In my plank on child bearing, I do not call on American Jews to suddenly begin having 6-10 children families. Rather I ask couples to think about having one more child. Those who have 2 children should think about having 3 and those who want to have 3 might think about bringing a 4th child into the world. These kitchen table decisions are more crucial to the future of American Jewry than all of weighty decisions brought down by the rarified councils of the organized Jewish community.

Probably the most satisfying part of having written the book is from hearing from some readers that they have seriously considered having another child even though they had previously thought they were done. If that happens than all of the time writing the book was well worth it.

All the best, Scott

Dear Scott,

I'll start with a more general question in order to let the readers know what we're talking about. The subtitle to your book is "how to energize American Jewry" and your answer is 300 pages long, but for this dialog we need the shorter version. So let me ask just these two quick questions:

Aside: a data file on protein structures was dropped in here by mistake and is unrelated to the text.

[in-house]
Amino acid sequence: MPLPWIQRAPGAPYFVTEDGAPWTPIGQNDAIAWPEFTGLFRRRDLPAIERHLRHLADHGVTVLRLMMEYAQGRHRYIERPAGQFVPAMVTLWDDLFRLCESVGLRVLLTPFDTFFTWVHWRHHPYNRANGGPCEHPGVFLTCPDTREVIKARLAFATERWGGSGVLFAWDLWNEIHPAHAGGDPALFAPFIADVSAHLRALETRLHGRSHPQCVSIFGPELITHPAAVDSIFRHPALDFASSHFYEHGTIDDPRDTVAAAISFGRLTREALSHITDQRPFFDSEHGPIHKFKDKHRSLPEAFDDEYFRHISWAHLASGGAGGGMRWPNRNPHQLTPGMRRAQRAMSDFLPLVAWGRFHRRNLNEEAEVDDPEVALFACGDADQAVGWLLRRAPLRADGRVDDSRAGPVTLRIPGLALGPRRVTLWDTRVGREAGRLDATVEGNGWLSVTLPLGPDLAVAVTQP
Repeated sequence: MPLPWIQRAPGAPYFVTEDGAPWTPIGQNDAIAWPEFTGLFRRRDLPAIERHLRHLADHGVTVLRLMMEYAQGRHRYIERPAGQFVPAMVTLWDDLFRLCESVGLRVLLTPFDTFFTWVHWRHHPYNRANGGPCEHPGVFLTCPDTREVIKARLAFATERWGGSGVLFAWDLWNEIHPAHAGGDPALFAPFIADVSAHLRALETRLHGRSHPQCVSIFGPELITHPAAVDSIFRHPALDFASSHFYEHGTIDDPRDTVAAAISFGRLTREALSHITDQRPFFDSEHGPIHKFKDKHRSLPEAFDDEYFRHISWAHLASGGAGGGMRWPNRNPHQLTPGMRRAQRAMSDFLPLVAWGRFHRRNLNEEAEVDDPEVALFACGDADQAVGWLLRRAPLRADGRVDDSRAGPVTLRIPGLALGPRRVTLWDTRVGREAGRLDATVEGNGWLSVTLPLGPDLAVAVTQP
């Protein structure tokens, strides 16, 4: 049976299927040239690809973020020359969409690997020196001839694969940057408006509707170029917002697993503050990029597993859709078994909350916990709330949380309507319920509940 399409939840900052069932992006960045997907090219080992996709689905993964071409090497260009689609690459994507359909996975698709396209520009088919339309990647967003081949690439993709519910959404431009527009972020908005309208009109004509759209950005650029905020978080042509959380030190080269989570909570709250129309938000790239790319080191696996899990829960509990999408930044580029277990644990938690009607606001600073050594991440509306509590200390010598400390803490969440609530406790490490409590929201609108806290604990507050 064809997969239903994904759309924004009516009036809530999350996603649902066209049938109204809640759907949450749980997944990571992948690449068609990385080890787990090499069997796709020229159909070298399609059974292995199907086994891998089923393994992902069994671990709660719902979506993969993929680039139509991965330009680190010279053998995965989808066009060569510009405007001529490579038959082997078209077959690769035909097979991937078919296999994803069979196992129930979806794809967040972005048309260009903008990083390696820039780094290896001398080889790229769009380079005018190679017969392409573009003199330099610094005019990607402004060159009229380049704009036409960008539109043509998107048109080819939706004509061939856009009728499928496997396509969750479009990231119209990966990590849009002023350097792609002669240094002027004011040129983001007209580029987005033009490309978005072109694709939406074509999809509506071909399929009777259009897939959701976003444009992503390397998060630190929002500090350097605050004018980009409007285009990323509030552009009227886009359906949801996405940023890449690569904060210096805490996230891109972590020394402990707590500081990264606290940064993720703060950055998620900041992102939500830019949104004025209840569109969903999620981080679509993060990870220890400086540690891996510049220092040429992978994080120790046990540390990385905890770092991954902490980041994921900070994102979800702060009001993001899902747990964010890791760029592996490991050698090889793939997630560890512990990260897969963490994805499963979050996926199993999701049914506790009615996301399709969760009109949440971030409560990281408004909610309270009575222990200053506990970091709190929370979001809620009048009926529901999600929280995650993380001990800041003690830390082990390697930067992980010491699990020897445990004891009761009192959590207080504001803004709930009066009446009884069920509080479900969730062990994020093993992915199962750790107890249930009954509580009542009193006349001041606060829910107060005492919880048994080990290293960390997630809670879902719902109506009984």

1. Why energize American Jewry?
2. Your three-most-important-steps for revitalizing Jewish America.



Dear Shmuel,

I passionately believe that American Jewry has been and is a force for tremendous good for world Jewry, for America, for Israel and the world. When American Jewry galvanizes itself there are few limits to what it can accomplish. The success of the Save Soviet Jewry movement which directly contributed to the demise of the communist monopoly on power in the former Soviet Union is but one example. This was followed by a massive financial effort by American Jewry to pay for a large chunk of the cost if the exodus and resettlement.